}
          pagesDiscovered.add(newPaginationLink);
        }
      }
    }
  }

  // scraping logic...

  // increment the limit counter
  visitedPages++;
}

Integrate the above snippet into /lib/web_scraper.dart and you'll get:

web_scraper.dart
import 'dart:collection';

import 'package:http/http.dart' as http;
import 'package:html/parser.dart' as html_parser;
import 'package:csv/csv.dart' as csv;
import 'dart:io';

// representation of the product object to
// scrape from the page
class Product {
  String? url;
  String? image;
  String? name;
  String? price;

  Product(this.url, this.image, this.name, this.price);
}

Future scrape() async {
  // where to store the scraped data
  final List<Product> products = [];

  // the URL of the first page
  // to scrape data from
  final firstPageToScrape = 'https://scrapeme.live/shop/page/1/';

  // data structures for web scraping
  final pagesDiscovered = {firstPageToScrape};
  final pagesToScrape = Queue<String>();
  pagesToScrape.add(firstPageToScrape);

  // counter for the current iteration
  var visitedPages = 1;
  // max number of pages to visit
  final limit = 5;

  // until there are no pages to scrape
  //or the limit is hit
  while (pagesToScrape.isNotEmpty && visitedPages <= limit) {
    // get the next page to scrape
    final currentPage = pagesToScrape.removeFirst();

    // transform the page URL string in a Uri
    final pageUri = Uri.parse(currentPage);

    // perform a GET request to the target page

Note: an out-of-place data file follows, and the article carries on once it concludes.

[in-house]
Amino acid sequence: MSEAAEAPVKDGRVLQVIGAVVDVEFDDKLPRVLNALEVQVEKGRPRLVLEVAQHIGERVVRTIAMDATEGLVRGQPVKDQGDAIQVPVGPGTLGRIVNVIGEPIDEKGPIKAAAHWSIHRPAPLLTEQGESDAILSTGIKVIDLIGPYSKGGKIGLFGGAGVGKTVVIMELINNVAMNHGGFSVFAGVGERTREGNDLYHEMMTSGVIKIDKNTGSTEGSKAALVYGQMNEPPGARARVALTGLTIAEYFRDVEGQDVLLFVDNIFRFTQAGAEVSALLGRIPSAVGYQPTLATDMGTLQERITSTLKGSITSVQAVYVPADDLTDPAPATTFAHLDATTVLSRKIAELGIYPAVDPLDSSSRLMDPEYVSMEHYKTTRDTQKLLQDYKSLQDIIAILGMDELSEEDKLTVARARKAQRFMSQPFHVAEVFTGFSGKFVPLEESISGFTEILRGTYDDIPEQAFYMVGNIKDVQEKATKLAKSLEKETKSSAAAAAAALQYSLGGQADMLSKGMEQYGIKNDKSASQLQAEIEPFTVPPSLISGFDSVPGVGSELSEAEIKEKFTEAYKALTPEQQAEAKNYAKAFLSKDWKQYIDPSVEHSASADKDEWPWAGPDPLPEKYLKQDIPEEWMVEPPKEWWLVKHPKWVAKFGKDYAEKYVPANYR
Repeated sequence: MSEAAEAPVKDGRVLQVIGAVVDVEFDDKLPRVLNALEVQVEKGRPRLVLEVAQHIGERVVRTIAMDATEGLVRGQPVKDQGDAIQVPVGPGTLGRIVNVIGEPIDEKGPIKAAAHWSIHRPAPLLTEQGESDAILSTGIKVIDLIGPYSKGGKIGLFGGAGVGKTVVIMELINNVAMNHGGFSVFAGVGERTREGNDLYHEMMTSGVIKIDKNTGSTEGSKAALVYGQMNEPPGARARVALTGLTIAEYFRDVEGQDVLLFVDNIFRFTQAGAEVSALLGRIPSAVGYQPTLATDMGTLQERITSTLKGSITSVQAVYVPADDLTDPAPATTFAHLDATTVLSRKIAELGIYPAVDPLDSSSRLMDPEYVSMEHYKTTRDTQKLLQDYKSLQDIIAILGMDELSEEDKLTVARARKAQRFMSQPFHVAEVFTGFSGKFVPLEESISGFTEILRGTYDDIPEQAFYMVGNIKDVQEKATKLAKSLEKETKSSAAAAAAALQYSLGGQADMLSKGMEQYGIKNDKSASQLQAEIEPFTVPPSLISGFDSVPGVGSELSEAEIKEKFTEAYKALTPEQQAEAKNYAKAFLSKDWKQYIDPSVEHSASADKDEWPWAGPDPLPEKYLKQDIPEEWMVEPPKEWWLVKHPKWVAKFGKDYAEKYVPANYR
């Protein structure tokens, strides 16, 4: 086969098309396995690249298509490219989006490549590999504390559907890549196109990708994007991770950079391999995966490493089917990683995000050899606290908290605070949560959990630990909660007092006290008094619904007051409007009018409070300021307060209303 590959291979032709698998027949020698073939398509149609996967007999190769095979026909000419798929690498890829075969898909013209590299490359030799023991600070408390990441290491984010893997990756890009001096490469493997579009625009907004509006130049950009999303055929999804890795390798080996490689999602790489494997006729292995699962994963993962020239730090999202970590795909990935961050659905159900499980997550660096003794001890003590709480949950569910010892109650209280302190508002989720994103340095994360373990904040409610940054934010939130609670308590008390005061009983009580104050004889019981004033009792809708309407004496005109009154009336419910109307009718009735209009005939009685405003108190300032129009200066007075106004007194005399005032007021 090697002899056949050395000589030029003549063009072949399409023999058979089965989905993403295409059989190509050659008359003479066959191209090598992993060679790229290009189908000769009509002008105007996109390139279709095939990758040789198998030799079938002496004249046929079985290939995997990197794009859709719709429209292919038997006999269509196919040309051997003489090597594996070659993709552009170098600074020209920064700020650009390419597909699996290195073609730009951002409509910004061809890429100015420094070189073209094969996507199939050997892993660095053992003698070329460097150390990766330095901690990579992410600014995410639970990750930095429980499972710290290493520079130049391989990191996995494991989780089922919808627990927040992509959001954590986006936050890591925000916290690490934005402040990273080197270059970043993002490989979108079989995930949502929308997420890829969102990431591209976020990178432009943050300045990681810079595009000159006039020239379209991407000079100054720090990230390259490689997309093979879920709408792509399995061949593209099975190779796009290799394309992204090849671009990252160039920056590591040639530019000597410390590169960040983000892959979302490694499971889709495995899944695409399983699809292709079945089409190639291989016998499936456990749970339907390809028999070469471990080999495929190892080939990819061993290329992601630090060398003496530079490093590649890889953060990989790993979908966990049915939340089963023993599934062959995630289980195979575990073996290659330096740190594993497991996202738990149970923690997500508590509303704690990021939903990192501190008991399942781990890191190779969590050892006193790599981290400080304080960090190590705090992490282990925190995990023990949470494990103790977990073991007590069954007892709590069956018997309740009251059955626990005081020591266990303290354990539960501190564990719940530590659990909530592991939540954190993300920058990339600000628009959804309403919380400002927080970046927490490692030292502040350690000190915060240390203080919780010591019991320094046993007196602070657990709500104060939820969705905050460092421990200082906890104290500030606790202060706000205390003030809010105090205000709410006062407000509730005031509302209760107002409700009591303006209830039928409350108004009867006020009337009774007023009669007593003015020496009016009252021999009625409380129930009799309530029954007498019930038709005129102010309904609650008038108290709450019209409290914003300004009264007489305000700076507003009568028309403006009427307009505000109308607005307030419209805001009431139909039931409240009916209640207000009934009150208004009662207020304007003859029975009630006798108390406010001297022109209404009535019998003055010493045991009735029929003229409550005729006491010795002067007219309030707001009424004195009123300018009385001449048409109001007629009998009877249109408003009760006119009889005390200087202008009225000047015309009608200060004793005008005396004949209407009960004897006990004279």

var response = await http.get(pageUri);

    // retrieve the HTML from the server
    final html = response.body;
    // parse the HTML document
    final document = html_parser.parse(html);

    // select the pagination links
    final paginationHTMLElements = document.querySelectorAll('a.page-numbers');

    // logic to avoid visiting a page twice
    if (paginationHTMLElements.isNotEmpty) {
      for (final paginationHTMLElement in paginationHTMLElements) {
        // get the current pagination URL
        final newPaginationLink = paginationHTMLElement.attributes['href'];

        if (newPaginationLink != null) {
          // if the page discovered is new
          if (!pagesDiscovered.contains(newPaginationLink)) {
            // if the page discovered needs to be scraped
            if (!pagesToScrape.contains(newPaginationLink)) {
              pagesToScrape.add(newPaginationLink);
            }
            pagesDiscovered.add(newPaginationLink);
          }
        }
      }
    }
    
    // select the product HTML elements on the page
    final productHTMLElements = document.querySelectorAll('li.product');

    // iterate over the product nodes and apply
    // the scraping logic
    for (final productHTMLElement in productHTMLElements) {
      // scraping logic
      final url = productHTMLElement.querySelector('a')?.attributes['href'];
      final image = productHTMLElement.querySelector('img')?.attributes['src'];
      final name = productHTMLElement.querySelector('h2')?.text;
      final price = productHTMLElement.querySelector('span')?.text;

      // instantiate a Product object
      // and add it to the list
      final product = Product(url, image, name, price);
      products.add(product);
    }

    // increment the limit counter
    visitedPages++;
  }

  // convert the scraped products to a
  // list of list of strings
  final List<List<String?>> productStrings = products
      .map((product) =>
          [product.url, product.image, product.name, product.price])
      .toList();
  // append the header row
  productStrings.insert(0, ['url', 'image', 'name', 'price']);

  // convert to CSV format
  final csvContent = const csv.ListToCsvConverter().convert(productStrings);

  // export the CSV string to a file
  final file = File('products.csv');
  file.writeAsStringSync(csvContent);
}

Now, run the Dart web scraping script again:

Terminal
dart run